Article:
Monday musings on Australian literature: Fremantle Press

Given I am currently in Fremantle, I felt it appropriate to give a little shout out to one of the first independent presses I became aware of, back in the 1980s, the Fremantle Press. Then it was called the Fremantle Arts Centre Press, and it published one of my favourite authors at the time, Elizabeth Jolley

Elizabeth Jolley's Diary of a weekend farmer

I must admit that felt sorry for them – and a little cross with Jolley – when she left them for Penguin, but I understood too. Writing is a tough business, and being in the stable of a company with the reputation and clout of Penguin must certainly help your visibility and thus your sales and income. Nonetheless, these small presses, which tend to be the ones to take a risk on new writers, are so important to Australia’s literary culture, so we need to support them.

A little history

Fremantle Arts Centre Press was established in 1976, and publishes a wide range of works – fiction and nonfiction, adult’s and children’s. The write that their

core purpose is to identify talented new and emerging Western Australian writers and artists, and to publish and distribute their work to the widest possible audience.

How did they start, though, and when did their name change? This sort of information is hard to find when organisations don’t document it on their site – and Fremantle doesn’t on their About Us page. My Internet search retrieved, of course, lots of hits on specific books they’ve published or the occasional news item about an award. However, I persevered and found an article written in the University of Western Australia’s Mots Pluriels (no. 5, 1998) by academic Phillip Winn. The issue is devoted to a study of the Press, and containsinterviews with authors and staff of the Press, as well as Winn’s article.

Winn’s article is titled “The Fremantle Arts Centre Press: a case study of a smaller publishing house”, and he explains the case study’s aims and hints at its findings:

Armed with a barrage of questions designed to expose the ‘how to’ of getting published in Western Australia, it soon became apparent that the search for a general response was the least fruitful. How do lesser-known authors get published? Is it easy? What help does a publisher give a budding writer? What is a good book in the eyes of the reading committee? In this study of FACP, such questions have been more meaningfully answered on the individual rather than the corporate level; for the dominant theme to emerge from this series of interviews is the importance of the personal touch. Public questions of universal interest have, it seems, very private and personal answers.

Winn documents a bit more of the Press’ history, saying that it is part of the cultural heritage of Fremantle itself. He says that by the mid 1970s, the Fremantle Arts Centre “had established a highly successful, community based, creative writing program” and that on the basis of this, the Centre’s then dire actor, Ian Templeman, “saw the possibility of establishing a press to gain wider recognition for Western Australian authors”. Winn says that the creation of the Press (FACP) in 1975 (not 1976 as the website says), “is now considered a watershed in Western Australian history”. He argues that part of the Press’s significance was that it was able to reduce ‘the so-called “brain-drain phenomenon”‘, that common problem in Australia’s artistic scene, whereby “those with talent in search of recognition are first seduced eastwards to Sydney and Melbourne, and then overseas”.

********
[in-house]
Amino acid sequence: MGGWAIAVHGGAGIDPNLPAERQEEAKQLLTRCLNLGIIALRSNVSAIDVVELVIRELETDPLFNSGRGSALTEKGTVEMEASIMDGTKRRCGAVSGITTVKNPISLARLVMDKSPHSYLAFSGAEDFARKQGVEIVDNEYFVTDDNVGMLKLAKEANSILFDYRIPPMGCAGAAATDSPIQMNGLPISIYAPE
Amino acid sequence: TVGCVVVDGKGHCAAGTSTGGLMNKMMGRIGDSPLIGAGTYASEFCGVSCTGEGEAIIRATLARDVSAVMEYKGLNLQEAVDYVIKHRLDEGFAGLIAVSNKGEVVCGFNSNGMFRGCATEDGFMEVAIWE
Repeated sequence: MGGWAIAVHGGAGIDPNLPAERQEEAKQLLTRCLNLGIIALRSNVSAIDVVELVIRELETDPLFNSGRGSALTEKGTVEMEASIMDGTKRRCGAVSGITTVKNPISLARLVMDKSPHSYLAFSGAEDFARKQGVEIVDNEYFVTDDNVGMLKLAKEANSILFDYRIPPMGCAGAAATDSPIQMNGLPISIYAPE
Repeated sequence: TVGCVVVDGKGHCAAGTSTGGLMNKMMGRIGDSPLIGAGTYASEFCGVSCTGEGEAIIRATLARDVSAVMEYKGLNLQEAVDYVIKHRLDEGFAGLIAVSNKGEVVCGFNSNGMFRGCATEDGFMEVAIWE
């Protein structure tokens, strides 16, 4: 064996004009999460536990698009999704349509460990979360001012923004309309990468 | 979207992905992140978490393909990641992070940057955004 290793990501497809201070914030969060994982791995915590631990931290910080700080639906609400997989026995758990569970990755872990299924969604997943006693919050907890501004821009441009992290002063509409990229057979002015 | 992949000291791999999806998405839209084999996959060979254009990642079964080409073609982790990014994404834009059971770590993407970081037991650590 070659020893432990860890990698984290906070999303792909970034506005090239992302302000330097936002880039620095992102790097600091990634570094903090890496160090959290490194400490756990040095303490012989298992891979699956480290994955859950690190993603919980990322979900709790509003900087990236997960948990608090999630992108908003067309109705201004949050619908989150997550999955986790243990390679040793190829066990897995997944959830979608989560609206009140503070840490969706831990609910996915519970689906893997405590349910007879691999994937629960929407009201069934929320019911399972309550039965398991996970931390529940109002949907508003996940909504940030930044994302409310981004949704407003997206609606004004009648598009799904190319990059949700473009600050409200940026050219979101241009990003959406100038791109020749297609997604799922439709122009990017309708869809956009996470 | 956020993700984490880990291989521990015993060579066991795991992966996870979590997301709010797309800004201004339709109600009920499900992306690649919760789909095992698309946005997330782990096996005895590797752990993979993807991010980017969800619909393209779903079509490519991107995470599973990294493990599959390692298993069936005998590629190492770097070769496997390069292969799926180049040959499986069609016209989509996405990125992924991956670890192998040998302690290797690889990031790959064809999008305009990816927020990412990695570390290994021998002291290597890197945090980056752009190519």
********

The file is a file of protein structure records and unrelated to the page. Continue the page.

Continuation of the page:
From the beginning, FACP’s focus was Western Australian artists and writers, and its early writers from the 1970s and 80s, like Elizabeth Jolley, Albert Facey (My fortunate life) and Sally Morgan (My place), are still internationally renowned.

This early success continued in the 1990s, with authors like Kim Scott, whose Benang won the 1999 Miles Franklin Award. Winn notes that in this decade FACP diversified, with their catalogue at the time of his writing, including “a wide variety of texts in the fields of art, history, education, biography and autobiography, cultural studies, and children’s books as well as their traditional lines of literary prose and poetry.”

Margaret Rose Stringer, And then like my dreams

And this has continued. Fremantle books I have reviewed in recent years include Margaret Rose Stringer’s memoir, And then like my dreams (2013), and Madelaine Dickie’s novels Troppo (2016) and Red can origami (2019). Fremantle has also started republishing classics, in a series they call Treasures. Books in this series include a collection of stories by T.A.G. Hungerford, Stories from Suburban Road.

As for when it became “just” the Fremantle Press, that I found in Wikipedia – and it was 2007. Wikipedia doesn’t explain why, though.

In April 2022, the Fremantle Library unveiled “its extensive new collection” of Fremantle Press books. Local author David Whish-Wilson is quoted as saying:

“I applaud the step taken by Fremantle Library to gather Fremantle Press’ entire list and back-list in one place, and I, for one, will be eagerly perusing the shelves.”

Any initiative which aims to ensure continued availability of backlists (like the Untapped project I wrote about earlier this year) must be commended. Of course, you would expect libraries to be at the forefront of such endeavours, but in these days of reduced resources, even they cannot always provide the depth of collection that we would expect of them.

As well as publishing books, Fremantle sponsors two writers’ awards:

Book cover for Madelaine Dickie's Troppo
  • the City of Fremantle Hungerford Award, co-sponsored by the City of Fremantle and Fremantle Press, is “Western Australia’s most prestigious award for an unpublished work of adult fiction, narrative non-fiction or young adult fiction by an unpublished writer”. The prize is $15,000 cash and a publishing contract with Fremantle Press.